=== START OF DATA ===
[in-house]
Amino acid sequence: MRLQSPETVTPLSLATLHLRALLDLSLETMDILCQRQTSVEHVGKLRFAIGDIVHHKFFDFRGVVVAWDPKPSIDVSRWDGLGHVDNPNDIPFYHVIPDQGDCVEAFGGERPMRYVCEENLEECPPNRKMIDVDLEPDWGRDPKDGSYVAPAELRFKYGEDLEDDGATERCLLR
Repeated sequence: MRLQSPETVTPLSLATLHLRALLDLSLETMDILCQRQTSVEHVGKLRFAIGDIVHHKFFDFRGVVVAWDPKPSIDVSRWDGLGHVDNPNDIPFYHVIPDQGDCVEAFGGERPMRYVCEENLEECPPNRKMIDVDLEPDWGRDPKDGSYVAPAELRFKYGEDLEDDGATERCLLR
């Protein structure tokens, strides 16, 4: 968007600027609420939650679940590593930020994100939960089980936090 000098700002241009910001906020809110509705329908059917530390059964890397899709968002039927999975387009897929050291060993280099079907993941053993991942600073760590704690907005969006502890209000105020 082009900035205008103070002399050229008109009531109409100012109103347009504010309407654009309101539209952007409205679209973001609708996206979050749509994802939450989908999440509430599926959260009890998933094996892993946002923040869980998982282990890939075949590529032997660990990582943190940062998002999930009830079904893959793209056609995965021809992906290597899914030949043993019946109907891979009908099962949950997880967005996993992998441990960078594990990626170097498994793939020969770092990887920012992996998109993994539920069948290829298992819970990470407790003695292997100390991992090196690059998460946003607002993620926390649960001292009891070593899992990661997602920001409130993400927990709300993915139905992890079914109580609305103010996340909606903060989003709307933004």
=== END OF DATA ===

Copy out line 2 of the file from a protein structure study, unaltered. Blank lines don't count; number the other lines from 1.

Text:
Amino acid sequence: MRLQSPETVTPLSLATLHLRALLDLSLETMDILCQRQTSVEHVGKLRFAIGDIVHHKFFDFRGVVVAWDPKPSIDVSRWDGLGHVDNPNDIPFYHVIPDQGDCVEAFGGERPMRYVCEENLEECPPNRKMIDVDLEPDWGRDPKDGSYVAPAELRFKYGEDLEDDGATERCLLR